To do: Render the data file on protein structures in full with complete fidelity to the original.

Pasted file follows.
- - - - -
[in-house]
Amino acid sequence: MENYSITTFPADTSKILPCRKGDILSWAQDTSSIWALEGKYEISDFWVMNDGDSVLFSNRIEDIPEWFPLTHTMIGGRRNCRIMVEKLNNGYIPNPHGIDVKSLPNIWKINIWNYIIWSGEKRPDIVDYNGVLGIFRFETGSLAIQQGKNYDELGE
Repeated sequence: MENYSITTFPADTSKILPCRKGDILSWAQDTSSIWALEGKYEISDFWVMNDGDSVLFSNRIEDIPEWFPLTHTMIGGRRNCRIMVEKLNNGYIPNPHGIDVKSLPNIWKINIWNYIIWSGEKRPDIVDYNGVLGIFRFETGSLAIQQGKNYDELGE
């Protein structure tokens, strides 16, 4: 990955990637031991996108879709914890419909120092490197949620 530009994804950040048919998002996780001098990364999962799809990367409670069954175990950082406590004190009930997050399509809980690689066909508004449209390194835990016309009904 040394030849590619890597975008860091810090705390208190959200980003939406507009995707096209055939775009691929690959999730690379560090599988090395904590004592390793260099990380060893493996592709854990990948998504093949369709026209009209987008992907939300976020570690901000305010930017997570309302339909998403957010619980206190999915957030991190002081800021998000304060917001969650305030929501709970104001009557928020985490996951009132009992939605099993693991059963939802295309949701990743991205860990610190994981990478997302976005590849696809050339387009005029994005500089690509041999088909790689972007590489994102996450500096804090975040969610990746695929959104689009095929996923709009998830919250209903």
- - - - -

[in-house]
Amino acid sequence: MENYSITTFPADTSKILPCRKGDILSWAQDTSSIWALEGKYEISDFWVMNDGDSVLFSNRIEDIPEWFPLTHTMIGGRRNCRIMVEKLNNGYIPNPHGIDVKSLPNIWKINIWNYIIWSGEKRPDIVDYNGVLGIFRFETGSLAIQQGKNYDELGE
Repeated sequence: MENYSITTFPADTSKILPCRKGDILSWAQDTSSIWALEGKYEISDFWVMNDGDSVLFSNRIEDIPEWFPLTHTMIGGRRNCRIMVEKLNNGYIPNPHGIDVKSLPNIWKINIWNYIIWSGEKRPDIVDYNGVLGIFRFETGSLAIQQGKNYDELGE
């Protein structure tokens, strides 16, 4: 990955990637031991996108879709914890419909120092490197949620 530009994804950040048919998002996780001098990364999962799809990367409670069954175990950082406590004190009930997050399509809980690689066909508004449209390194835990016309009904 040394030849590619890597975008860091810090705390208190959200980003939406507009995707096209055939775009691929690959999730690379560090599988090395904590004592390793260099990380060893493996592709854990990948998504093949369709026209009209987008992907939300976020570690901000305010930017997570309302339909998403957010619980206190999915957030991190002081800021998000304060917001969650305030929501709970104001009557928020985490996951009132009992939605099993693991059963939802295309949701990743991205860990610190994981990478997302976005590849696809050339387009005029994005500089690509041999088909790689972007590489994102996450500096804090975040969610990746695929959104689009095929996923709009998830919250209903």